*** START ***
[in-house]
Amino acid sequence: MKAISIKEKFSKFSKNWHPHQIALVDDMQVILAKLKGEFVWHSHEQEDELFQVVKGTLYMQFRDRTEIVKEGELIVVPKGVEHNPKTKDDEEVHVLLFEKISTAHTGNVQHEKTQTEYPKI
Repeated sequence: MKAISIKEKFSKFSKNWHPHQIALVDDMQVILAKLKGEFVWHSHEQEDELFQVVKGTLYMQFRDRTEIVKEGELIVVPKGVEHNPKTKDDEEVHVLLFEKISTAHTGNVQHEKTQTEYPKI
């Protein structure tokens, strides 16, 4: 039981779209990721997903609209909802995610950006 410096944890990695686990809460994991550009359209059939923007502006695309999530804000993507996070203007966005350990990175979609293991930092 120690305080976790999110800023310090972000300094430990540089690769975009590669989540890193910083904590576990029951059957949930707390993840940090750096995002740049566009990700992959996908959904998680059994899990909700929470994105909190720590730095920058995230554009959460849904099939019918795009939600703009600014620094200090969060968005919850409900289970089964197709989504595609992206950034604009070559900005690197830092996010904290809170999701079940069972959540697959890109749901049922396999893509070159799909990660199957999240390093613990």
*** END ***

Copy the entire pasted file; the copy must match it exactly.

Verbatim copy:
[in-house]
Amino acid sequence: MKAISIKEKFSKFSKNWHPHQIALVDDMQVILAKLKGEFVWHSHEQEDELFQVVKGTLYMQFRDRTEIVKEGELIVVPKGVEHNPKTKDDEEVHVLLFEKISTAHTGNVQHEKTQTEYPKI
Repeated sequence: MKAISIKEKFSKFSKNWHPHQIALVDDMQVILAKLKGEFVWHSHEQEDELFQVVKGTLYMQFRDRTEIVKEGELIVVPKGVEHNPKTKDDEEVHVLLFEKISTAHTGNVQHEKTQTEYPKI
């Protein structure tokens, strides 16, 4: 039981779209990721997903609209909802995610950006 410096944890990695686990809460994991550009359209059939923007502006695309999530804000993507996070203007966005350990990175979609293991930092 120690305080976790999110800023310090972000300094430990540089690769975009590669989540890193910083904590576990029951059957949930707390993840940090750096995002740049566009990700992959996908959904998680059994899990909700929470994105909190720590730095920058995230554009959460849904099939019918795009939600703009600014620094200090969060968005919850409900289970089964197709989504595609992206950034604009070559900005690197830092996010904290809170999701079940069972959540697959890109749901049922396999893509070159799909990660199957999240390093613990």